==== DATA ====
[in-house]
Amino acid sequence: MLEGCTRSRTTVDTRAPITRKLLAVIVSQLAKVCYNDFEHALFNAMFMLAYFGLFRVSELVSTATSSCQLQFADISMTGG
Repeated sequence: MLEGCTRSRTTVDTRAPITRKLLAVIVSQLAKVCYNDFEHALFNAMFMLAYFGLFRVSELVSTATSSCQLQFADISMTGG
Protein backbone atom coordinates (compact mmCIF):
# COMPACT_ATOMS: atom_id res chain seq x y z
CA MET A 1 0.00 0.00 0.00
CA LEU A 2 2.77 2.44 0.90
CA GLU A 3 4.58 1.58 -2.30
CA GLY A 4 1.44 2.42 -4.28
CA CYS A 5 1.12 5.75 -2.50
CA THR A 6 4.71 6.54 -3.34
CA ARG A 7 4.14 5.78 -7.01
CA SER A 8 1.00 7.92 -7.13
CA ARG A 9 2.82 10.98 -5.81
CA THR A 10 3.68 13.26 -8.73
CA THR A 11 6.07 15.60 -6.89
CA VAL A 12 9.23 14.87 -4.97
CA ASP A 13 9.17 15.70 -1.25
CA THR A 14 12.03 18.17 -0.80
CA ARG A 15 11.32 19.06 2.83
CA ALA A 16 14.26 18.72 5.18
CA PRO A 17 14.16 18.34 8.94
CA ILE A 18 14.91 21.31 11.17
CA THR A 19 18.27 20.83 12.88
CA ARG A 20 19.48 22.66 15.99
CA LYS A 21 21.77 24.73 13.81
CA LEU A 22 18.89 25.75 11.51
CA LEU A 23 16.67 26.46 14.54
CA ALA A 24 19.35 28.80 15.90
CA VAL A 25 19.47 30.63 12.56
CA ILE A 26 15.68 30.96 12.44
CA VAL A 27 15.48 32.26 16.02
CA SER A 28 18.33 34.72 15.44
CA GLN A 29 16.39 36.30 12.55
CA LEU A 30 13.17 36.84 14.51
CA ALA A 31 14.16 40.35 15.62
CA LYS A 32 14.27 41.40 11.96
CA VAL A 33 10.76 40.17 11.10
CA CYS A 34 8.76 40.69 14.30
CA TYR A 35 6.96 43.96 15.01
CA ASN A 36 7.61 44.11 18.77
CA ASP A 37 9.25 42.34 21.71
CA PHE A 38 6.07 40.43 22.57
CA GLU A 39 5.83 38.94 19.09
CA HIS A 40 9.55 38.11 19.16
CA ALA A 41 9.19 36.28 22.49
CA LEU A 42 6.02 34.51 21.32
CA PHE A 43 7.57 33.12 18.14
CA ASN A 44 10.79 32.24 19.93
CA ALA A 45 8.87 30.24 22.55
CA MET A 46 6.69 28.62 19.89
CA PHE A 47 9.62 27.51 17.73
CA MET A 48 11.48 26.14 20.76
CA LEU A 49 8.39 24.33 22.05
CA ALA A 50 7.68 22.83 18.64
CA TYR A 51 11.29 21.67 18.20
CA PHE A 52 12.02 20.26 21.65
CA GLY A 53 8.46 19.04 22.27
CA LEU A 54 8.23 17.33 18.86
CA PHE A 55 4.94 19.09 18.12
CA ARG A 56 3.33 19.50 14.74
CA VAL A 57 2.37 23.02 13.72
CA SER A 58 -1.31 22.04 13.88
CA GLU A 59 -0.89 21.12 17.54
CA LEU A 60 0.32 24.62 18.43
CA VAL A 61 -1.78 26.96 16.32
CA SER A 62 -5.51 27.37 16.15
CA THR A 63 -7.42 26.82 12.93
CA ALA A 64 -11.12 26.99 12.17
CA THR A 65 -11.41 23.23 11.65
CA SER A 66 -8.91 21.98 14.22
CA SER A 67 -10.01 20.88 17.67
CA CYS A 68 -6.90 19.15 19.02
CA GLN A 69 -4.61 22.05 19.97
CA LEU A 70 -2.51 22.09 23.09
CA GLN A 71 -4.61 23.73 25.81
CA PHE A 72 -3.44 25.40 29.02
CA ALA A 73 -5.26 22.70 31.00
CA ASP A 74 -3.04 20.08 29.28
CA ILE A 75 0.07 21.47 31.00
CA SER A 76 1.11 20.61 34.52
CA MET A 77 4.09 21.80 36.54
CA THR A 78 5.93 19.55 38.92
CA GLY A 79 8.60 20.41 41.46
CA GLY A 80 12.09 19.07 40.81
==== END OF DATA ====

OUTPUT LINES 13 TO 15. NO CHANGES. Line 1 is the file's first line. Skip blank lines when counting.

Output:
CA SER A 8 1.00 7.92 -7.13
CA ARG A 9 2.82 10.98 -5.81
CA THR A 10 3.68 13.26 -8.73